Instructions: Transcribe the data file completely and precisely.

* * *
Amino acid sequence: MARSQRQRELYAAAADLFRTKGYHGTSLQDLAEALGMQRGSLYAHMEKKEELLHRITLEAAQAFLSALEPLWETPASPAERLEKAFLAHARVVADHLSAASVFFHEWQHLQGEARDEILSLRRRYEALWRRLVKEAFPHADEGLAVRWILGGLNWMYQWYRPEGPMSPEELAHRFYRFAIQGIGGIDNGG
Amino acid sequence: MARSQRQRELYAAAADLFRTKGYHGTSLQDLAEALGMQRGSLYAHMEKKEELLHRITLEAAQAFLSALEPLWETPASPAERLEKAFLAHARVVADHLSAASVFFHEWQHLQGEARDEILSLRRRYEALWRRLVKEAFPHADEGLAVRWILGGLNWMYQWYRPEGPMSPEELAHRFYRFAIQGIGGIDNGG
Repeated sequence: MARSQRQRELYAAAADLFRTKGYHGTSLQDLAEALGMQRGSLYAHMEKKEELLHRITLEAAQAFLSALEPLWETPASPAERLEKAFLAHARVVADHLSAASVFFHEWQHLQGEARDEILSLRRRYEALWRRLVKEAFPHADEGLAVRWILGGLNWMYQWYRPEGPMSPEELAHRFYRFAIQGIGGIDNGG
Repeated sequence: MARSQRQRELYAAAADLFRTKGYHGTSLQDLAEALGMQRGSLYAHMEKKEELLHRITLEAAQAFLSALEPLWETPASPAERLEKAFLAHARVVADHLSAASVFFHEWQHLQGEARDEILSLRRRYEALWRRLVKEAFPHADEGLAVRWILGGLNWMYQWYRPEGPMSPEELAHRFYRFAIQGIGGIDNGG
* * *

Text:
Amino acid sequence: MARSQRQRELYAAAADLFRTKGYHGTSLQDLAEALGMQRGSLYAHMEKKEELLHRITLEAAQAFLSALEPLWETPASPAERLEKAFLAHARVVADHLSAASVFFHEWQHLQGEARDEILSLRRRYEALWRRLVKEAFPHADEGLAVRWILGGLNWMYQWYRPEGPMSPEELAHRFYRFAIQGIGGIDNGG
Amino acid sequence: MARSQRQRELYAAAADLFRTKGYHGTSLQDLAEALGMQRGSLYAHMEKKEELLHRITLEAAQAFLSALEPLWETPASPAERLEKAFLAHARVVADHLSAASVFFHEWQHLQGEARDEILSLRRRYEALWRRLVKEAFPHADEGLAVRWILGGLNWMYQWYRPEGPMSPEELAHRFYRFAIQGIGGIDNGG
Repeated sequence: MARSQRQRELYAAAADLFRTKGYHGTSLQDLAEALGMQRGSLYAHMEKKEELLHRITLEAAQAFLSALEPLWETPASPAERLEKAFLAHARVVADHLSAASVFFHEWQHLQGEARDEILSLRRRYEALWRRLVKEAFPHADEGLAVRWILGGLNWMYQWYRPEGPMSPEELAHRFYRFAIQGIGGIDNGG
Repeated sequence: MARSQRQRELYAAAADLFRTKGYHGTSLQDLAEALGMQRGSLYAHMEKKEELLHRITLEAAQAFLSALEPLWETPASPAERLEKAFLAHARVVADHLSAASVFFHEWQHLQGEARDEILSLRRRYEALWRRLVKEAFPHADEGLAVRWILGGLNWMYQWYRPEGPMSPEELAHRFYRFAIQGIGGIDNGG